Overcoming Disparities in Diabetes care
As a Diabetes patient advocate I am tasked with not only being A torch bearer in a fight for a cure but also as important working towards prevention for those not afflicted yet. For many of us, we tend to negate if not ignore the second part and I am as guilty of that as anyone else. Diabetes prevention takes a back seat for me on a personal level since I already have the disease.
But patient advocacy means fighting just as strongly for the yet to be afflicted because as statisticians are so apt to putting it diabetes will eventually come looking for someone else in my family as the epidemic grows.
For a long time, I was the only diabetic in my family, until my mother was diagnosed with Insulin resistance a few years ago. However if there ever was a term a mild case of diabetes then she has it, Mostly treating her condition with diet, exercise and oral medication as needed. This past summer the pastor’s daughter at my church was diagnosed with Insulin resistance as well, she is only 12 and was placed on Metformin. I certainly live in fear that my Son might eventually contract diabetes given the strong hereditary factors Influencing diagnosis. A fight for prevention has definitely taken on a personal meaning to me.
Its been Projected that by the year 2025, 52% of the worlds population will be either diabetic or Pre-diabetic if current trends continue. Which ultimately means that as much as diabetes is an epidemic now, the future looks even bleaker if serious efforts are not partaken to not only cure but also in prevention.
Another well known glaring fact is that the minority community African Americans, Hispanic/Latino Americans, American Indians, Asian Americans, and Pacific Islander Americans are at an even higher risk for type 2 diabetes than the rest of the population, Twice the contraction rate in fact according to the CDC.
Having the trifecta, being Black, diabetic and a patient advocate, Means am always looking for ways to be more involved with diabetes advocacy in my own community. Which is why I jumped at the opportunity to be involved in the 5th annual disparities forum convened by the ADA.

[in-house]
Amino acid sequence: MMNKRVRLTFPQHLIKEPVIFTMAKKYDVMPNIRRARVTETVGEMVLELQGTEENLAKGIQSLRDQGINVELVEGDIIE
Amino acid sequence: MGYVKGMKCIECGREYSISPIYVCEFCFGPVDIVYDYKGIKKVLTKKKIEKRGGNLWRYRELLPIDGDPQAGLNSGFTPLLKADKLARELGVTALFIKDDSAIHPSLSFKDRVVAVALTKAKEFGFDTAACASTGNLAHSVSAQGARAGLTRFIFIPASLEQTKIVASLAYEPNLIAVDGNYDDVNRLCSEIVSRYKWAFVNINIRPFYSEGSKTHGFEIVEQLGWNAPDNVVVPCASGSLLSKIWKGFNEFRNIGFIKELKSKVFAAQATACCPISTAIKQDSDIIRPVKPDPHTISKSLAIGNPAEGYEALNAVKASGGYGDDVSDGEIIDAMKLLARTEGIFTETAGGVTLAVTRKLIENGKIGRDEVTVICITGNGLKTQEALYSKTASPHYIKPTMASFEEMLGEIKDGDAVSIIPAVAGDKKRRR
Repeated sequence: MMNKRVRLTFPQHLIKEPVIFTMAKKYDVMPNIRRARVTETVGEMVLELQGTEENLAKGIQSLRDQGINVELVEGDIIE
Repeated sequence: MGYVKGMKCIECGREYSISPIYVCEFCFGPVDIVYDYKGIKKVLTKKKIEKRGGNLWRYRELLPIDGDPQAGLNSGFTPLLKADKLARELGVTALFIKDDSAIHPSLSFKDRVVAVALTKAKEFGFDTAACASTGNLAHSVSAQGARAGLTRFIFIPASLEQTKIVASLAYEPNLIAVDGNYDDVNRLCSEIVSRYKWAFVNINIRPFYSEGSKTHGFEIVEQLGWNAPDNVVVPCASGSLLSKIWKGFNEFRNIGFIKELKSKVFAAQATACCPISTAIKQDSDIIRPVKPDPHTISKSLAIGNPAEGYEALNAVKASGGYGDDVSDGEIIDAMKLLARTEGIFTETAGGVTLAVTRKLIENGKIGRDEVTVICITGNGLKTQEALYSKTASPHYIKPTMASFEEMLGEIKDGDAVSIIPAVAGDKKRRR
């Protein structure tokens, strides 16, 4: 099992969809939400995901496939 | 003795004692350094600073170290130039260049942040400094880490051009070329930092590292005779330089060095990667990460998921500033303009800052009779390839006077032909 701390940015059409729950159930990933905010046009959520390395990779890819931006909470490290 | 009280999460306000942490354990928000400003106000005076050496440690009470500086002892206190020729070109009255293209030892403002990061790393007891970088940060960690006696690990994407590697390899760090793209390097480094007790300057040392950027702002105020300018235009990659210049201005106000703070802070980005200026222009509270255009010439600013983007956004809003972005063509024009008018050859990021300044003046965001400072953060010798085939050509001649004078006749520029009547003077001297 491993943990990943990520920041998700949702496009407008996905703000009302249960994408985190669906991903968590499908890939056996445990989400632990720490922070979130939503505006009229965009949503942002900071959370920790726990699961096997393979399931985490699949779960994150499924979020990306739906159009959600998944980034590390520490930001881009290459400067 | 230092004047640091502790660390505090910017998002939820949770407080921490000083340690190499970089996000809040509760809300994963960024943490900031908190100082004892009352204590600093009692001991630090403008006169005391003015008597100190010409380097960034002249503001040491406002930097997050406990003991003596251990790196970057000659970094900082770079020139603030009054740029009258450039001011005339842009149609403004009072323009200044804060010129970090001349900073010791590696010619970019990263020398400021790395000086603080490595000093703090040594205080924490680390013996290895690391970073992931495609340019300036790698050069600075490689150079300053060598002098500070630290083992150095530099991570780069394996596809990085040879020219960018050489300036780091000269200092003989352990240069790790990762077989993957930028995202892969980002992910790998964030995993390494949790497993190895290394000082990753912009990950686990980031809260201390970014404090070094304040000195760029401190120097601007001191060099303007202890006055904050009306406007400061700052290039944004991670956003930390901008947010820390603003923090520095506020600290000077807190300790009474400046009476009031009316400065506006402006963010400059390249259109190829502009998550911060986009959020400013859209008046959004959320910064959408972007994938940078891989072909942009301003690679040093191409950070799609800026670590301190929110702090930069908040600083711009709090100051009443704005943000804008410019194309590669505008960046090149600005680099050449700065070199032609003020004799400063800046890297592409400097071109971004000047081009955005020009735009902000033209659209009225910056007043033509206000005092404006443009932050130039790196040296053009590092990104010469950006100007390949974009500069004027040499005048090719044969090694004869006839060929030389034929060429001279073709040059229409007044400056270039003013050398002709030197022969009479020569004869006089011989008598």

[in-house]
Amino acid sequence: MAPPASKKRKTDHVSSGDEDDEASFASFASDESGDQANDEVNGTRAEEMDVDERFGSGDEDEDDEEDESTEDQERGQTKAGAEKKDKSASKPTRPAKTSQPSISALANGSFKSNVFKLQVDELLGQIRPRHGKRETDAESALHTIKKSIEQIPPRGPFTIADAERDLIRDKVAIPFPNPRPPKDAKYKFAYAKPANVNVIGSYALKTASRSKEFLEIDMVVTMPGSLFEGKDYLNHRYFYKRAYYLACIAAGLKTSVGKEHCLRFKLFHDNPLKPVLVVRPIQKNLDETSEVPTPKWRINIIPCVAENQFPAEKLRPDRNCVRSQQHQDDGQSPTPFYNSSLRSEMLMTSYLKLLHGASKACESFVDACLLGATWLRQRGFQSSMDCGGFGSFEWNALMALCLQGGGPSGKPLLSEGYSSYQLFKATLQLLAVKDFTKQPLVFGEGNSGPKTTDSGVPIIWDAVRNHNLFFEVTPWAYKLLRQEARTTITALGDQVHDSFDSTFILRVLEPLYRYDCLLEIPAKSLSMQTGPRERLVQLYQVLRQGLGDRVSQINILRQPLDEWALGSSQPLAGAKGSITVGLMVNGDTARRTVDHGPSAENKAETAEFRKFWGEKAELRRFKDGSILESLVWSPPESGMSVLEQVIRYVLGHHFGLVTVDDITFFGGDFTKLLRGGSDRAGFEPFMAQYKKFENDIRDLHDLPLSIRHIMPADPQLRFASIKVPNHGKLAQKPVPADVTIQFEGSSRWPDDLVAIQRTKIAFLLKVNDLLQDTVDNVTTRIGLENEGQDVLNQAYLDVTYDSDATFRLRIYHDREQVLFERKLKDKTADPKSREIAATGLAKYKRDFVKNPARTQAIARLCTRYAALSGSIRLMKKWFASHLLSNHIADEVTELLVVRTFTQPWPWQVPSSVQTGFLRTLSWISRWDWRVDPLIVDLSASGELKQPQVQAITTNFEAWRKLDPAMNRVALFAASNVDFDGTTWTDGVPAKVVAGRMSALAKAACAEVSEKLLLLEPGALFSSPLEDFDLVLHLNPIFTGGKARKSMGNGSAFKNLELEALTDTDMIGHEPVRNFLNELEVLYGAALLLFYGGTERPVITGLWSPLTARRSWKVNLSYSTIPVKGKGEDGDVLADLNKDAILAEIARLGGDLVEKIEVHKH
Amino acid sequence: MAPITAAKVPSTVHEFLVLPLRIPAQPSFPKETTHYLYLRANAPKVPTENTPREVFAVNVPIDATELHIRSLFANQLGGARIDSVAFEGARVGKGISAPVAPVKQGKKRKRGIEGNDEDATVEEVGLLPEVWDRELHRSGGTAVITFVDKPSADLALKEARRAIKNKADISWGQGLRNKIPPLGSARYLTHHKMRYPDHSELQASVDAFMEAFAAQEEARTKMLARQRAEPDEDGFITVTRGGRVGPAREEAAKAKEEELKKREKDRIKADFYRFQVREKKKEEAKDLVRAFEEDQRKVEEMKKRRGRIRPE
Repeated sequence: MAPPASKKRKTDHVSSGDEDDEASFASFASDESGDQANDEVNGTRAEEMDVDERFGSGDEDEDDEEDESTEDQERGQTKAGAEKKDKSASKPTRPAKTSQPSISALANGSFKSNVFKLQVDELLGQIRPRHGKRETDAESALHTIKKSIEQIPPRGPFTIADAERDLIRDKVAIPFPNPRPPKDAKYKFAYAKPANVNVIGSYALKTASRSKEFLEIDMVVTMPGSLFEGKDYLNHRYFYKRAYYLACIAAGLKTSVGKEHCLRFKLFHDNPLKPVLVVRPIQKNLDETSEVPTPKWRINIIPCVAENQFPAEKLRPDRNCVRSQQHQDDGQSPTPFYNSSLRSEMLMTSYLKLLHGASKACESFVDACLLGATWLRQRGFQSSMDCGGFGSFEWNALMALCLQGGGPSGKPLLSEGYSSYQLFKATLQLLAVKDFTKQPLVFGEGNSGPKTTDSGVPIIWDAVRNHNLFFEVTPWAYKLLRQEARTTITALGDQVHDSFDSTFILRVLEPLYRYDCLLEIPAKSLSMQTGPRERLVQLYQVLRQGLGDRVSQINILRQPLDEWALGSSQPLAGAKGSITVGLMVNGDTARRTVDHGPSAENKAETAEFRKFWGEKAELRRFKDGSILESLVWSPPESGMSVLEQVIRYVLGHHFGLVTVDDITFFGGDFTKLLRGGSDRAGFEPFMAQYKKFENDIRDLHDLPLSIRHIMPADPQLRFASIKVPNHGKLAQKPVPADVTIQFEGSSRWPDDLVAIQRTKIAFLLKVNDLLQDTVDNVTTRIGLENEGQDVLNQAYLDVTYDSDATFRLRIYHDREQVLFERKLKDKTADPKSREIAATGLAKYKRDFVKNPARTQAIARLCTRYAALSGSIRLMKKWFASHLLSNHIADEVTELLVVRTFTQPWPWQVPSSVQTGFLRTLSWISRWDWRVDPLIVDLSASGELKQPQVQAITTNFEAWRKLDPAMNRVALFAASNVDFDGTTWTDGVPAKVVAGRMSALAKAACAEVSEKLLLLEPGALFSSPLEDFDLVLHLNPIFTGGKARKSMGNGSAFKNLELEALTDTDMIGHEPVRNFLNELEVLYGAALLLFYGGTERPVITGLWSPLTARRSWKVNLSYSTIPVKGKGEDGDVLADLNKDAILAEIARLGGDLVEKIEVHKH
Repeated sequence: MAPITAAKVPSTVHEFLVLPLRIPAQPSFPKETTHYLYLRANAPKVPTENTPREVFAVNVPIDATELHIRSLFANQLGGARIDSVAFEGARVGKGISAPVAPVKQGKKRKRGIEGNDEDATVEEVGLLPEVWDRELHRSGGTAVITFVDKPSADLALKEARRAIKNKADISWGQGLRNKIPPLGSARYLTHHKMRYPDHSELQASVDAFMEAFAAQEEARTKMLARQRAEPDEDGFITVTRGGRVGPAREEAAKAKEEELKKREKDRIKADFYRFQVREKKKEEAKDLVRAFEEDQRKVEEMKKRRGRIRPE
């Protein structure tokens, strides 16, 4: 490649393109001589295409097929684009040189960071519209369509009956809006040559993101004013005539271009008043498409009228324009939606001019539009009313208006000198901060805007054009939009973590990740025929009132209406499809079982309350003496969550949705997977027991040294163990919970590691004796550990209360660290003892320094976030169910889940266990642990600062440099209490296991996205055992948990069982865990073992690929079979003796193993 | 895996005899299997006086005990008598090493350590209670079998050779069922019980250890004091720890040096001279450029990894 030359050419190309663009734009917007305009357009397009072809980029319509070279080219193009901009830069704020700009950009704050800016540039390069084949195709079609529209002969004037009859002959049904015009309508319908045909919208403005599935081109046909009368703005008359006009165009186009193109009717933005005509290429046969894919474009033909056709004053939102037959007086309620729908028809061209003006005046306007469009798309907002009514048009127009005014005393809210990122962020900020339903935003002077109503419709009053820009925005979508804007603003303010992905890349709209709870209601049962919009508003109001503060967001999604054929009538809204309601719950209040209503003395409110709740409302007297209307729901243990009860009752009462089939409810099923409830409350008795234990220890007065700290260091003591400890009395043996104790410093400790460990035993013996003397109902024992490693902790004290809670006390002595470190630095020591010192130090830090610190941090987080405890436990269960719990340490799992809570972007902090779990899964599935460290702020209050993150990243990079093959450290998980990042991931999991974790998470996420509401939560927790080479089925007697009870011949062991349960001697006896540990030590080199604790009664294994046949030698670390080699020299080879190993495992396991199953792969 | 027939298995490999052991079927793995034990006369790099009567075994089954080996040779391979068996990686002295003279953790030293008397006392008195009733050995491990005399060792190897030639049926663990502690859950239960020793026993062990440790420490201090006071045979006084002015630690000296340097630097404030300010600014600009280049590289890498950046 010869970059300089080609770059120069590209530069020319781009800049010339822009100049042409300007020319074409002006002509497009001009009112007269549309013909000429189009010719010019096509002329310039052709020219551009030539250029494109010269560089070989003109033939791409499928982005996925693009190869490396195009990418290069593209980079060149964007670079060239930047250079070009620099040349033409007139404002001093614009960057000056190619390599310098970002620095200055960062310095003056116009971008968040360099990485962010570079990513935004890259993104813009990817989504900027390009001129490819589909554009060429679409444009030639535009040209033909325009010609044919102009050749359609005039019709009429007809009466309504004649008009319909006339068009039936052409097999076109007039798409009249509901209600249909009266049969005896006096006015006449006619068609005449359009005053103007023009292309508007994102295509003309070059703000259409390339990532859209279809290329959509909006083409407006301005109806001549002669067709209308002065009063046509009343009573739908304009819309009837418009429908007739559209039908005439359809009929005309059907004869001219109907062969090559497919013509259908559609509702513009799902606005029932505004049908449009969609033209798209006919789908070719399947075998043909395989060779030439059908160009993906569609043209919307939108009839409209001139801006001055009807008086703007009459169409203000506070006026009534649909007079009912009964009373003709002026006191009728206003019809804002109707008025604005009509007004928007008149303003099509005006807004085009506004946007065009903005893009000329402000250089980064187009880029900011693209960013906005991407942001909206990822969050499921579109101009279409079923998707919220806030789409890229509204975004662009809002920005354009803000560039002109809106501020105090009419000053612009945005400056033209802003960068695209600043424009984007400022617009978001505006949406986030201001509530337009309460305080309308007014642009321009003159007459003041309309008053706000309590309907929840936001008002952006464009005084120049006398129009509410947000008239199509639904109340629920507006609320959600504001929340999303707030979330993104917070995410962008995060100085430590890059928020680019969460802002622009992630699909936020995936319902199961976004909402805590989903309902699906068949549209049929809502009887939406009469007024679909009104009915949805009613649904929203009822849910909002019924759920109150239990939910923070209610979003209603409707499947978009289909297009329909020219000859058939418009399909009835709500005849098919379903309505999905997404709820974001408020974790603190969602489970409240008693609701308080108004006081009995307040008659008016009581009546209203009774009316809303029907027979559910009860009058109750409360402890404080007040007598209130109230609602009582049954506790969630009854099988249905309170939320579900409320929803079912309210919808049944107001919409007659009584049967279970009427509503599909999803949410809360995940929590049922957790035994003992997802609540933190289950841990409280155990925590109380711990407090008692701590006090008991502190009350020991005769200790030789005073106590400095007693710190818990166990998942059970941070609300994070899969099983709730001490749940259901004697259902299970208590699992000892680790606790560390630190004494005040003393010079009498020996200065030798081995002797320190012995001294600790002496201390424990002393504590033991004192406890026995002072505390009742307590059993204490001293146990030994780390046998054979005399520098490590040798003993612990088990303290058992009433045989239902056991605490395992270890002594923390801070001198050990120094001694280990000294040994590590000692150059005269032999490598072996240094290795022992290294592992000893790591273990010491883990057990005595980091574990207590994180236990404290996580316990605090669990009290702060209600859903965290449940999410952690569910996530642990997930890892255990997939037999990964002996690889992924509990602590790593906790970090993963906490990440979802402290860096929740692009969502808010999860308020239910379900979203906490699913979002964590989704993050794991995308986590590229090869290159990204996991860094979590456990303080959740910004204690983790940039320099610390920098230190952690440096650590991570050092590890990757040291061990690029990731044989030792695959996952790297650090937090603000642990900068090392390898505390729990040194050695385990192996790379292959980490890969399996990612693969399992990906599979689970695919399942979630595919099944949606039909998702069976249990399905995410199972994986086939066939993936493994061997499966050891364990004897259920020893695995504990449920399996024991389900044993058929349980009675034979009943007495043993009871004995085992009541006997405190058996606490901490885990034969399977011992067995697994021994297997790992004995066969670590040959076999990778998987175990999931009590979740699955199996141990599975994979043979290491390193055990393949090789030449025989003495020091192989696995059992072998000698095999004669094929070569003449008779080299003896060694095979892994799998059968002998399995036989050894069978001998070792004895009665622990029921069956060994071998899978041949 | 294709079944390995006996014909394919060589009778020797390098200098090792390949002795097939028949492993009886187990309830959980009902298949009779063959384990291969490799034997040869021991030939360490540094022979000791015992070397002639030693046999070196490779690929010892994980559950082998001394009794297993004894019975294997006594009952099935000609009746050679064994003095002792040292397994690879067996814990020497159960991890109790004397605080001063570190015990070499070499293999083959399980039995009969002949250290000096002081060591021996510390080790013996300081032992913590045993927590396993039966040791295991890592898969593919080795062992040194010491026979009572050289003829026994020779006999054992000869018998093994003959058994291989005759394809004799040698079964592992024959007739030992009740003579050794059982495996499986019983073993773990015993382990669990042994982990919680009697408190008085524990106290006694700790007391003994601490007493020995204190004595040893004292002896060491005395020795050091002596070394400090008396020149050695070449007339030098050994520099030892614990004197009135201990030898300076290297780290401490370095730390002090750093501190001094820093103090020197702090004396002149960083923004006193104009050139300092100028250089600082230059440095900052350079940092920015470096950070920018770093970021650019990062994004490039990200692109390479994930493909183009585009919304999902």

The Disparities forum is a platform to address the severe onset of type 2 diabetes in high-risk populations and provide a framework on tackling some of the problems associated with prevention and treatment for example cultural competency, health literacy and health equity in diabetes care among other topics.
Due to some personal reasons I was not able to attend this year’s Forum which was held a few days ago DC but it does not mean that the message and call for action was not heard loud and clear. You catch the highlights of the sessions which were streamed live on U stream.
There is a Disparity in environmental factors influencing prevention and treatment of diabetes among the communities. Which is why while diabetes Incidences in minority communities and those at risk is high, treatment and prevention is severely lacking. It is up to everyone from us at the grass root level to our representatives both political economical and social in breaking down these Socio-economic barriers if we are to succeed in fighting this disease.
The ADA with the disparities partnership forum is attempting to do just that and I for one am looking forward to seeing real actionable solutions implemented from the summit.